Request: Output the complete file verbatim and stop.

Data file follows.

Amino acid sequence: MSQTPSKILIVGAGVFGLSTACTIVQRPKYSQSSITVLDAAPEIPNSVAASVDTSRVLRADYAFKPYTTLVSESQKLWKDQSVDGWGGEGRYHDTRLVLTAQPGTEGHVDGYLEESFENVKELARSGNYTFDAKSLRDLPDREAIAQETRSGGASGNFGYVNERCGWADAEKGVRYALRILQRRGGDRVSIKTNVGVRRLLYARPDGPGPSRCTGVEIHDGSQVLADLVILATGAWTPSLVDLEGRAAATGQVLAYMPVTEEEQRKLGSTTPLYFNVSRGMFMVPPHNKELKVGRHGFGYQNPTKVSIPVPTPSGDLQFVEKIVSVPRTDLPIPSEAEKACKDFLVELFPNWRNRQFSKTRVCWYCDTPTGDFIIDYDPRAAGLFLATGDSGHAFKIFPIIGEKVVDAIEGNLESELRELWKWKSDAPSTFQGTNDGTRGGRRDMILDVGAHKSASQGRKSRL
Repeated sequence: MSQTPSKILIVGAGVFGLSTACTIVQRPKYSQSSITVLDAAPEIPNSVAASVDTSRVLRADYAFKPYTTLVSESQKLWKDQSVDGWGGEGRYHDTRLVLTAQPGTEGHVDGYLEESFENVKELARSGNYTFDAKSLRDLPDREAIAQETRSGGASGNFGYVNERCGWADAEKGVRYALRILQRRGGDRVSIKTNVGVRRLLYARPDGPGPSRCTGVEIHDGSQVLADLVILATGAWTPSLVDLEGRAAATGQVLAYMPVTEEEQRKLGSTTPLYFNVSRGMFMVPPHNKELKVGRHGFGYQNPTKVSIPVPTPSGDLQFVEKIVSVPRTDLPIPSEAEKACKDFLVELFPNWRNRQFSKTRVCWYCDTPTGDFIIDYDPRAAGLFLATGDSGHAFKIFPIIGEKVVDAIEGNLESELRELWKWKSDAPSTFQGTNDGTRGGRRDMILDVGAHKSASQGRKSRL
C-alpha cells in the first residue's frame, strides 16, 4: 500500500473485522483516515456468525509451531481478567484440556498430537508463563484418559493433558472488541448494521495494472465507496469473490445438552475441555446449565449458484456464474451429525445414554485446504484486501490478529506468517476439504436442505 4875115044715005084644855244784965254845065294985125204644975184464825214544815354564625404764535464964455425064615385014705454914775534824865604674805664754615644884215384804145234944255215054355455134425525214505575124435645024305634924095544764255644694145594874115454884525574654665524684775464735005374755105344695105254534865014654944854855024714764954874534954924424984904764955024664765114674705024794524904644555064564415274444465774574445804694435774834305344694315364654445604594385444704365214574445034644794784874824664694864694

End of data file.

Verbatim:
Amino acid sequence: MSQTPSKILIVGAGVFGLSTACTIVQRPKYSQSSITVLDAAPEIPNSVAASVDTSRVLRADYAFKPYTTLVSESQKLWKDQSVDGWGGEGRYHDTRLVLTAQPGTEGHVDGYLEESFENVKELARSGNYTFDAKSLRDLPDREAIAQETRSGGASGNFGYVNERCGWADAEKGVRYALRILQRRGGDRVSIKTNVGVRRLLYARPDGPGPSRCTGVEIHDGSQVLADLVILATGAWTPSLVDLEGRAAATGQVLAYMPVTEEEQRKLGSTTPLYFNVSRGMFMVPPHNKELKVGRHGFGYQNPTKVSIPVPTPSGDLQFVEKIVSVPRTDLPIPSEAEKACKDFLVELFPNWRNRQFSKTRVCWYCDTPTGDFIIDYDPRAAGLFLATGDSGHAFKIFPIIGEKVVDAIEGNLESELRELWKWKSDAPSTFQGTNDGTRGGRRDMILDVGAHKSASQGRKSRL
Repeated sequence: MSQTPSKILIVGAGVFGLSTACTIVQRPKYSQSSITVLDAAPEIPNSVAASVDTSRVLRADYAFKPYTTLVSESQKLWKDQSVDGWGGEGRYHDTRLVLTAQPGTEGHVDGYLEESFENVKELARSGNYTFDAKSLRDLPDREAIAQETRSGGASGNFGYVNERCGWADAEKGVRYALRILQRRGGDRVSIKTNVGVRRLLYARPDGPGPSRCTGVEIHDGSQVLADLVILATGAWTPSLVDLEGRAAATGQVLAYMPVTEEEQRKLGSTTPLYFNVSRGMFMVPPHNKELKVGRHGFGYQNPTKVSIPVPTPSGDLQFVEKIVSVPRTDLPIPSEAEKACKDFLVELFPNWRNRQFSKTRVCWYCDTPTGDFIIDYDPRAAGLFLATGDSGHAFKIFPIIGEKVVDAIEGNLESELRELWKWKSDAPSTFQGTNDGTRGGRRDMILDVGAHKSASQGRKSRL
C-alpha cells in the first residue's frame, strides 16, 4: 500500500473485522483516515456468525509451531481478567484440556498430537508463563484418559493433558472488541448494521495494472465507496469473490445438552475441555446449565449458484456464474451429525445414554485446504484486501490478529506468517476439504436442505 4875115044715005084644855244784965254845065294985125204644975184464825214544815354564625404764535464964455425064615385014705454914775534824865604674805664754615644884215384804145234944255215054355455134425525214505575124435645024305634924095544764255644694145594874115454884525574654665524684775464735005374755105344695105254534865014654944854855024714764954874534954924424984904764955024664765114674705024794524904644555064564415274444465774574445804694435774834305344694315364654445604594385444704365214574445034644794784874824664694864694